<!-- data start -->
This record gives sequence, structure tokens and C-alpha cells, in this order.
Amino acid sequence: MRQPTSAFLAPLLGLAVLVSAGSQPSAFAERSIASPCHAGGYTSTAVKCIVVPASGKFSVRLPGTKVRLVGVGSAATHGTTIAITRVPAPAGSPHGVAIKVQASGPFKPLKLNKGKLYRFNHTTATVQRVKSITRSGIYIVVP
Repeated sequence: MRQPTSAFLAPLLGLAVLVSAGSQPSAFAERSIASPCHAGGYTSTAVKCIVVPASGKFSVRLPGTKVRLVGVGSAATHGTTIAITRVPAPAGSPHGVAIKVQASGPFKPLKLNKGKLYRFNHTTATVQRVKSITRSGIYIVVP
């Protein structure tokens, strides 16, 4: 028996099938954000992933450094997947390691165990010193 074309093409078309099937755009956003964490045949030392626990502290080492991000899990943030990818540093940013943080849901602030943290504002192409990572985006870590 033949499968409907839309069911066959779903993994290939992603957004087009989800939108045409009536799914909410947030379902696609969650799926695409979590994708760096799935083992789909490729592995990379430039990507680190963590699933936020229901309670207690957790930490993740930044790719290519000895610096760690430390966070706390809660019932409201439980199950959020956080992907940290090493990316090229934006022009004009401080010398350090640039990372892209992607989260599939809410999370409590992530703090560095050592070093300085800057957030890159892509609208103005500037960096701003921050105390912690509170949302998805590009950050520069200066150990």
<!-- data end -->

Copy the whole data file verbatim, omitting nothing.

This record gives sequence, structure tokens and C-alpha cells, in this order.
Amino acid sequence: MRQPTSAFLAPLLGLAVLVSAGSQPSAFAERSIASPCHAGGYTSTAVKCIVVPASGKFSVRLPGTKVRLVGVGSAATHGTTIAITRVPAPAGSPHGVAIKVQASGPFKPLKLNKGKLYRFNHTTATVQRVKSITRSGIYIVVP
Repeated sequence: MRQPTSAFLAPLLGLAVLVSAGSQPSAFAERSIASPCHAGGYTSTAVKCIVVPASGKFSVRLPGTKVRLVGVGSAATHGTTIAITRVPAPAGSPHGVAIKVQASGPFKPLKLNKGKLYRFNHTTATVQRVKSITRSGIYIVVP
């Protein structure tokens, strides 16, 4: 028996099938954000992933450094997947390691165990010193 074309093409078309099937755009956003964490045949030392626990502290080492991000899990943030990818540093940013943080849901602030943290504002192409990572985006870590 033949499968409907839309069911066959779903993994290939992603957004087009989800939108045409009536799914909410947030379902696609969650799926695409979590994708760096799935083992789909490729592995990379430039990507680190963590699933936020229901309670207690957790930490993740930044790719290519000895610096760690430390966070706390809660019932409201439980199950959020956080992907940290090493990316090229934006022009004009401080010398350090640039990372892209992607989260599939809410999370409590992530703090560095050592070093300085800057957030890159892509609208103005500037960096701003921050105390912690509170949302998805590009950050520069200066150990």